I have never written a piece for 12 percussion players before. Also, the Lucerne Festival Academy asked me to follow the set up of the other composer's pieces which will be performed in the concert, to avoid long pauses whilst instruments are changed around. In last year's Lucerne Festival I wrote an orchestral work, which was divided into 3 groups. You can imagine the look on the stage mangers faces when they say the technical rider. I felt I owed them a favour, so I decided to follow the requested set up exactly. I also felt that it might be good for me to work with limitations not of my choosing. This gave me a huge headache. For three weeks of the christmas period I managed to cause a paracetamol shortage in Notting Hill. It was so hard for me to get used to this set up. I kept shouting at the desk: Why do the crotales share with temple block? And why is the steel drum shared with cowbells? Who wants that? It was like I was staying at someone else's apartment without the owner there. I couldn't find the sugar, or cutlery, and was failing to understand why the bedside lamp was so far from the bed and why the speakers weren't in opposite corners of the room.
After 3 weeks of this nightmare and a number of desperate phone calls made to my friends, the samaritans and carrer change advice services I realized that I couldn't give up and had to deal with this set up. Then I suddenly felt really comfortable (but perhaps that was the valium). Why would you want Crotales and Temple Blocks played together? Are you crazy? I asked myself (and the doctor). Then this stranger's home became a very nice apartment indeed!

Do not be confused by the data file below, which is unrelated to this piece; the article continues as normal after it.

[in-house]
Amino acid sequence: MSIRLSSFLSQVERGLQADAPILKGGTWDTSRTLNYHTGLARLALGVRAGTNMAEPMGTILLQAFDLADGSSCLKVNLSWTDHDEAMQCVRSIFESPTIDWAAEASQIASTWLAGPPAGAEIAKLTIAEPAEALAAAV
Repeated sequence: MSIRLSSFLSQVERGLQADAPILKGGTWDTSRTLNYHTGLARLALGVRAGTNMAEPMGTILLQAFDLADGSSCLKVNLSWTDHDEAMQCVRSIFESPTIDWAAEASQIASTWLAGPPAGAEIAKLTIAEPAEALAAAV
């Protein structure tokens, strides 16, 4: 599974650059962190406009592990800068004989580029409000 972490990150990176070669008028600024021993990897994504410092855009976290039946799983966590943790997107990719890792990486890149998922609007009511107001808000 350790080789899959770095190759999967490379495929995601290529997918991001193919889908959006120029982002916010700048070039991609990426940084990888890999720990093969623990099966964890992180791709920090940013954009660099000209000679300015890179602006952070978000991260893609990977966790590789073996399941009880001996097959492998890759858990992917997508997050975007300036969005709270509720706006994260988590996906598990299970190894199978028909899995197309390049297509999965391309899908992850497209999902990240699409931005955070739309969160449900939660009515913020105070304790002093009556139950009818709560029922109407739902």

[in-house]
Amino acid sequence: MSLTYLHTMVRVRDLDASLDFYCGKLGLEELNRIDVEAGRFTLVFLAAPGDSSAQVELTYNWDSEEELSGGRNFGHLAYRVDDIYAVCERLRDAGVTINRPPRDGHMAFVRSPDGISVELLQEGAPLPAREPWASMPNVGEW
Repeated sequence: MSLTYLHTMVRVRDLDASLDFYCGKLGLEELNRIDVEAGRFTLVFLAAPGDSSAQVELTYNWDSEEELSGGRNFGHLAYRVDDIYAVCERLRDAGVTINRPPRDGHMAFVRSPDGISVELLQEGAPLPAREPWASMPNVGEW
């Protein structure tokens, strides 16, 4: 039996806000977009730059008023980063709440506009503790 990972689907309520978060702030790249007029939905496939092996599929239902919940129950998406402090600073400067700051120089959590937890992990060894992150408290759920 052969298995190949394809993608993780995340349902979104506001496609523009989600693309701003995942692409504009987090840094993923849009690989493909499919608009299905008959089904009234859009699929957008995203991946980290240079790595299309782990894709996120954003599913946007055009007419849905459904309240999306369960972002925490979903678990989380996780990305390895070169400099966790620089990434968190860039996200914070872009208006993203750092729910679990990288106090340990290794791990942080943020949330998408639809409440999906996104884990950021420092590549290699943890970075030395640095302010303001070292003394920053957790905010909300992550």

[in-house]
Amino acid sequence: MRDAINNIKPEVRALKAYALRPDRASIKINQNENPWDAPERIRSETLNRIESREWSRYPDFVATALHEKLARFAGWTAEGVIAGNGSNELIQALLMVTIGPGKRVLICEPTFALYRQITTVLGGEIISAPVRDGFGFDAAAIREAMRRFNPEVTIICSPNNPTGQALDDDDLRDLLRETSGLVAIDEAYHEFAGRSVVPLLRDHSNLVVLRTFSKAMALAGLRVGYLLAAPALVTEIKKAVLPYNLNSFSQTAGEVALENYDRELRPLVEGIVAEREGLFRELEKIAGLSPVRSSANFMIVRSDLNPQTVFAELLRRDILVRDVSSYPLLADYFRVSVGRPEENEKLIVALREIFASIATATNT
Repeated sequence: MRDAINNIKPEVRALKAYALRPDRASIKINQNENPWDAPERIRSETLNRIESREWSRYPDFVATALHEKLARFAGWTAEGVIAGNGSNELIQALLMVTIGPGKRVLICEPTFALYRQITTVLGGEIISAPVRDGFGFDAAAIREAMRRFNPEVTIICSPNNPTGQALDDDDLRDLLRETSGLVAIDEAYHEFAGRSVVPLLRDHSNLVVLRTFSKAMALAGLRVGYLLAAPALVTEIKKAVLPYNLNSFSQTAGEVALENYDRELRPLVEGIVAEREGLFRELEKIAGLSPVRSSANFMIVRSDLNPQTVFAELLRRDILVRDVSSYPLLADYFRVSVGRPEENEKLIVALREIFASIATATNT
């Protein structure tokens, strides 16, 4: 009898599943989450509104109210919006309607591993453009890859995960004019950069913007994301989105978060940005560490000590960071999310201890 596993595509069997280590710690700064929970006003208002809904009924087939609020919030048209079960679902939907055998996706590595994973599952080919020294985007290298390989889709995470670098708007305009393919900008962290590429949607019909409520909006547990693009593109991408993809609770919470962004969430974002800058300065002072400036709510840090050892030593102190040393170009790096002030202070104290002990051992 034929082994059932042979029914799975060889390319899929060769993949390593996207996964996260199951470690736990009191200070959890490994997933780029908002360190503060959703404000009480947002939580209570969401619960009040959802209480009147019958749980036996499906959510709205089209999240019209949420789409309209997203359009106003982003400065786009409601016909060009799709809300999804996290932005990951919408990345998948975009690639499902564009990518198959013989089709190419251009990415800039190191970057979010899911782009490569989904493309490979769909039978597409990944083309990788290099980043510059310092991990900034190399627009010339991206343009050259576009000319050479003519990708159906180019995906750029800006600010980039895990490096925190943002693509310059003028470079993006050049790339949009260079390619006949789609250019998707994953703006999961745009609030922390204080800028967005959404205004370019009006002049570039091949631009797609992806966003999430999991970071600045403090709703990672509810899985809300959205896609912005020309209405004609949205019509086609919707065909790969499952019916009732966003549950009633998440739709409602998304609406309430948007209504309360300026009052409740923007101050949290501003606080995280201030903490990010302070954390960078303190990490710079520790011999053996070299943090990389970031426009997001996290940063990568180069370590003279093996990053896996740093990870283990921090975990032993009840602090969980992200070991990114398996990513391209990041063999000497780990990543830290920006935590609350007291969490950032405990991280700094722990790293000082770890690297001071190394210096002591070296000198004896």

I remember watching Takeshi Kitano's interview about his latest movie. He was saying that he had a metronome playing a consistent tempo during the shoot. I was inspired by this idea. I started to think, if there were some sort of pulse going underneath the music, and if this pulse was not regular at all, maybe it could contain metric modulations, like a gear change in the car. This was a strange thought, as I can't drive (perhaps that was the valium). In this piece, this highly irregular pulse sometimes surfaces, though most of the time it is beneath the music. However, almost every note, even the very slow and quiet sections, is played on this rhythm, hence the title Phantom Pulse.
Special thanks to Tom De Cock for answering many of my "percussion" questions.
Dai Fujikura (edited by Harry Ross)